One More Cup


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"SUSU MURNI.. NASIONAL!" went the radio of the milk seller passing my house. For those of you who don't know, Susu Murni Nasional is a very popular milk brand among the kids -also one of my all time favorites.

Bored from the 3 hours straight of doing algebra homework, I just had this sudden craving so I got myself 2 cups of chocolate milk. And then, this conversation happened.

Me :     Whoa.. I feel so grown up now that I can buy myself 2 cups, what a life! I'm totally gonna buy my children more of these should they ask me for more than 1 cup
Dad :     You know better how your kids would end up like if you do that
And I was like  :'re right

One thing I am very sure of, I am grateful for how my parents raised me.
First of all, they both love me very much in their own way, supporting my ideas, helping me through each and every problem I face -and I can always, always turn to them when I need someone to listen to me even if we were just talking about how my day went.

That being said, I'm most proud of how they taught me to value money.
We were never lacking nor were we filthy rich, but my parents made sure I know how both worlds are like. They'd take me to the fanciest restaurant sometimes, and then tell me to eat home cooked food the following days. My mom, especially, has this little phrase she repeated to me again and again when I was younger, "I will buy you what you want as soon as I get my pay."

As a kid, it was programmed into my head, such that whenever I see something I want, I wouldn't even bother asking my mother anymore, I'd just point to the thing and say, "Mom, buy me this when you get your pay." I gotta admit, it's kind of funny now thinking how I must've looked back then. (That phrase is just what my mom used to get away from me crying for something I want)

Although I am not a parent yet, I can understand how parents want to give only the best to their children -how they want to buy anything and everything their children wanted even when it means they have to give up everything.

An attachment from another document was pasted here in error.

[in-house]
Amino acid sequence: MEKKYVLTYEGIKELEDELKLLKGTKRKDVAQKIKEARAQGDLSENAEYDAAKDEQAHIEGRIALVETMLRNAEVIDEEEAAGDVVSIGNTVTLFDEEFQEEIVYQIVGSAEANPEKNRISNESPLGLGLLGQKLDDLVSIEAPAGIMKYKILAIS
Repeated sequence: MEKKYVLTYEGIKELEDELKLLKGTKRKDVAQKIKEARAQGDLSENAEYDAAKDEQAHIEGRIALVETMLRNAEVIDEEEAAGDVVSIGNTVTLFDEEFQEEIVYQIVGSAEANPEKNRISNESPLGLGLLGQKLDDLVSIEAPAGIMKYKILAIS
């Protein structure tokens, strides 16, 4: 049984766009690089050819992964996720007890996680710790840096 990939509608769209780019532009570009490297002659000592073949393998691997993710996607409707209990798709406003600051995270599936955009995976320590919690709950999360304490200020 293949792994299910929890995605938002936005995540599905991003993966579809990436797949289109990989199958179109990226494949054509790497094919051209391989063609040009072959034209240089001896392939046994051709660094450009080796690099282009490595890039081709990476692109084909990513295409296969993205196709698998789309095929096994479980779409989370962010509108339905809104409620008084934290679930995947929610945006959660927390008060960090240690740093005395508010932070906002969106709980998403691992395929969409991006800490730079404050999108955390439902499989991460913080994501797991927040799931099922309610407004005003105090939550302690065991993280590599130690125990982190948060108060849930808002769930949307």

It came across my mind, how good would it feel like if my children never have to suffer (for the lack of a better word) like I did, never have to ask for second cups, or more toys, or anything -because I am rich enough to provide them all of that?

But then what my father said hit me; there was a meaning as to why he raised me this way. Why he wanted his daughters to live modestly, why he wanted us to appreciate what we have.

It's because in real life, money does not come to you as easy as asking your mother for pocket money. You work for it, you'll have to earn it. That's what he's been trying to say through his actions. I admire my parents more for this. (I never knew they were this cool, you know, actions speak louder than words?)

I know people who have been raised a lot more lavishly than me and most of them (I am not trying to generalize, but if I must) are almost mentally weaker. They're so used to having everything served on a silver platter, so they tend to give up easily when they're not in their comfort zone or when they're expected to put in more work.

My parents taught me many, many more things, and I wish I could just keep all their words recorded for me to listen to in 10, 20 years from now for when I become a parent myself.

I will not spoil my children to show them I love them.
I love them, thus I show them the right ways to live.

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